Workshop: managing impostor syndrome

At the height of Michael Jordan’s NBA career, Gatorade launched the “Be like Mike” campaign. If we replenished our electrolytes with the same sports beverage as Jordan, then we could hope to lead our teams to NBA titles, be named the NBA’s MVP, and take home multiple NBA scoring and slam-dunk championships.

It’s important to have role models, people who broaden our imaginations about what’s possible. At some point there becomes a danger, though, of feeling like a fraud if we compare ourselves to those role models – or even to those who don’t seem to be putting in the work yet reap the rewards of their positions – and judge ourselves as coming up short. There aren’t enough gallons of Gatorade to make up for gaps in privilege or charisma or opportunity or raw talent.

Even in 2020, many clergywomen are treated as if we are “playing at” pastoring, as if we don’t deserve to live into the fullness of God’s call on our lives and aren’t capable to exercise the fullness of God’s equipping for our vocations. While we often feel like we are treading water, toiling for our authority every day, we see others gaining bigger platforms.

Enter impostor syndrome: what am I doing here? Is someone going to realize I don’t belong and call me on it? Does my effort even matter, since I might never be recognized as the Michael Jordan of ministry? (Spoiler alert: YES.) Impostor syndrome is widespread and insidious. It makes us feel like our gifts and ministries aren’t valuable to God or God’s people. It urges us to lead in ways that are not authentic to us, which means we don’t leverage our God-given strengths as faithfully as we could. It causes us to doubt our decisions instead of using outcomes – whatever they might be – as fodder for ongoing discernment. It causes us to compare ourselves to others, which prompts discouragement that can eventually lead to our departure from ministry altogether. And that is not ok, because the church and the world need the leadership we have to offer.

From 11:00 am -12:30 pm central time on May 13 I will be offering an interactive workshop for clergywomen on managing impostor syndrome. Within a theological framing, we’ll name what impostors are. As counterpoints, we’ll discuss how we came to be where we are, what our impact is on our ministry settings, how we can remember our worth, and how we can develop mutual support networks to bolster one another when symptoms of impostor syndrome emerge. Participants will take away awareness and practices they can put in place to live out of God’s call on their lives and their love for God’s people rather than out of the (sometimes internalized) expectations of others.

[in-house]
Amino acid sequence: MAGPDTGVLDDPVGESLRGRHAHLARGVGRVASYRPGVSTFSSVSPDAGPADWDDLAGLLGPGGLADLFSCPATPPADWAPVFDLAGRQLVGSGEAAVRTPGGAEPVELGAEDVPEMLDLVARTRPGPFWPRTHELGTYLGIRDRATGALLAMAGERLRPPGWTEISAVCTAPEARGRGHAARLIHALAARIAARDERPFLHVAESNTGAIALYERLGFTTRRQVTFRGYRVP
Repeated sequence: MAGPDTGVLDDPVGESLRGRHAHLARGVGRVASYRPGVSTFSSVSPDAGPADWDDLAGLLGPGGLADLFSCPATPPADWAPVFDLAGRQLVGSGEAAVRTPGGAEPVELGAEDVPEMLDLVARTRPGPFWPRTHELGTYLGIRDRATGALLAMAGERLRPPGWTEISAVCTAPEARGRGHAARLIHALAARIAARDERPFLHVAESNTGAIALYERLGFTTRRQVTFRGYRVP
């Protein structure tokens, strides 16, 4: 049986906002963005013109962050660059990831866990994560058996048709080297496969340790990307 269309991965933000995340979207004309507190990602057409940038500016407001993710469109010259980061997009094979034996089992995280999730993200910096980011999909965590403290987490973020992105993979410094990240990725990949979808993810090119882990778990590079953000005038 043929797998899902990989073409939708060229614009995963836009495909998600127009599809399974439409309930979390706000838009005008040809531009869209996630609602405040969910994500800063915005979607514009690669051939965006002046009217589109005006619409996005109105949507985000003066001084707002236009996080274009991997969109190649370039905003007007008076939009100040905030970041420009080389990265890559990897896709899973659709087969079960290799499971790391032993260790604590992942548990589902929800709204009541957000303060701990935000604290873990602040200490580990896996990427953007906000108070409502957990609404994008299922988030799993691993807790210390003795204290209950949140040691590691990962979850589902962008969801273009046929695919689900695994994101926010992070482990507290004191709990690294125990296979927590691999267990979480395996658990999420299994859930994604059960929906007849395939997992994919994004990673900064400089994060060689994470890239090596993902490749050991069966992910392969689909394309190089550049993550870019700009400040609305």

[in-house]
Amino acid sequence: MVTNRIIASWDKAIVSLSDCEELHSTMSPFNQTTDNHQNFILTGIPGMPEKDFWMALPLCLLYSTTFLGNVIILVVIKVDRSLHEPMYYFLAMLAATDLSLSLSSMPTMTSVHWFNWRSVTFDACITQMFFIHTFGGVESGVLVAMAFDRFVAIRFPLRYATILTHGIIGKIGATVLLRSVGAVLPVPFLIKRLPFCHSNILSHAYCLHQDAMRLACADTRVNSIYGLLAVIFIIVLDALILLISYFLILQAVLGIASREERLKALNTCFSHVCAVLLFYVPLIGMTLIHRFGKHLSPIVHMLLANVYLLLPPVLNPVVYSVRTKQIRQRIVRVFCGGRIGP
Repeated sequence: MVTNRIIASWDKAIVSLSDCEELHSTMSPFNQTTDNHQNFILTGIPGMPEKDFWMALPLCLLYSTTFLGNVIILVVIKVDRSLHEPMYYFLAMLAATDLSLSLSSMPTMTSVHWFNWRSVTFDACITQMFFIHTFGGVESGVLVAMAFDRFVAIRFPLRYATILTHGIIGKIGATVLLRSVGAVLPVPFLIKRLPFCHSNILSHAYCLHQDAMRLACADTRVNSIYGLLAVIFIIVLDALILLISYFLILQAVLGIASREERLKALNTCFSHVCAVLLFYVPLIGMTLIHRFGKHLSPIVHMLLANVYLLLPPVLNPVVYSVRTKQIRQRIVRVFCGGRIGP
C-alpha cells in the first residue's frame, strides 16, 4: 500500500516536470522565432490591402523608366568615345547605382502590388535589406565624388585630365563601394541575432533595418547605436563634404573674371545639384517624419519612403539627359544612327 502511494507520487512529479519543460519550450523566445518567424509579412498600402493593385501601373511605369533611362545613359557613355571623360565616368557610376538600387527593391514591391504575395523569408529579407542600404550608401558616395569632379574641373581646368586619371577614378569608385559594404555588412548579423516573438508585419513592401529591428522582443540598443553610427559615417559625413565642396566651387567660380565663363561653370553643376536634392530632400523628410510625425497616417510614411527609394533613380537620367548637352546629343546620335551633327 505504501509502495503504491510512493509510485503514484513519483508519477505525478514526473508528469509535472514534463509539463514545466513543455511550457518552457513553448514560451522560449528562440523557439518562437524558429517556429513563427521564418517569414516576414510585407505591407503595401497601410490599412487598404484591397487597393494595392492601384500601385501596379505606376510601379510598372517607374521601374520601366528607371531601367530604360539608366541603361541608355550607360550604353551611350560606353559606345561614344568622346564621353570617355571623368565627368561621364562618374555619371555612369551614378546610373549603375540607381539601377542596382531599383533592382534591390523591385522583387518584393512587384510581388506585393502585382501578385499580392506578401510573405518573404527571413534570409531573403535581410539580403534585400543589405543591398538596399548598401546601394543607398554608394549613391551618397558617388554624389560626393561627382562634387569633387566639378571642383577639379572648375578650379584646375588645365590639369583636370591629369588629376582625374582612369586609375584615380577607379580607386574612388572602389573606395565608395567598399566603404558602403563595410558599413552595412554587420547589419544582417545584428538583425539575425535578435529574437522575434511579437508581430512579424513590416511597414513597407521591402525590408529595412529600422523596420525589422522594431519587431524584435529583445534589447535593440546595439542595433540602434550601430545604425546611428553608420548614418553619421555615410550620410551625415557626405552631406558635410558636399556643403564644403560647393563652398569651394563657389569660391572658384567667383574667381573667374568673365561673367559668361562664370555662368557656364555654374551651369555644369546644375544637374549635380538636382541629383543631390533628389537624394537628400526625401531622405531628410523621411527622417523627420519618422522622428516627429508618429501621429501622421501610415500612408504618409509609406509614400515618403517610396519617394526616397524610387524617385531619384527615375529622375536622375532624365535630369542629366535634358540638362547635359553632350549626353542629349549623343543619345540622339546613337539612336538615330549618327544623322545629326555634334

The cost for this workshop, which will take place via the Zoom online platform, is $20. There will be an option to add on three 1-hour coaching sessions, at a discounted rate of $225 (total for all three sessions), to help you apply what you learn. Click here to sign up.

What does confidence look like?

Walking with swagger. Talking over and down to people. Taking credit for others’ ideas. Overestimating one’s abilities. These are the hallmarks of arrogance. Too often those around us – and sometimes even we ourselves – mischaracterize these actions as confidence.

This is another reason I believe that many women are put off from claiming their self-assurance. In last week’s post I talked about our difficulties getting past perfectionism and embracing failure. Just as abhorrent to us, though, is the thought of being lumped in with people who are unable to read the other people in the room and honor their contributions.

Confidence, at its heart, is our ability to trust our own competence and experience. It affects perception – our own and others’ of us – and our actual performance. But it is not a one-size-fits-all suit. As Katty Kay and Claire Shipman point out in The Confidence Code, we can tailor confidence to our personality and, when needed, our environment. In fact, we have to custom-make it, or else we’ll look like someone playing dress-up. And we’ll lose any of the benefits to our sense of self and people’s views of us that confidence offers.

Authentic self-assurance must include an ever-growing understanding of ourselves and a willingness to act (and to fail). It has to avoid denial of our gifts and contributions, our growing edges and shortcomings. Beyond these parameters, however, we can define how we show up as confident people. We can be humble. We can collaborate and share credit. We can be quietly self-possessed.

Don’t let anyone convince you that you must be braggy and bossy to show confidence, if that’s not your style. Rest in your belief that that’s not you, and carry on in your perfectly-suited self-assurance.

Photo by Natalie Pedigo on Unsplash.

Ready, set, fail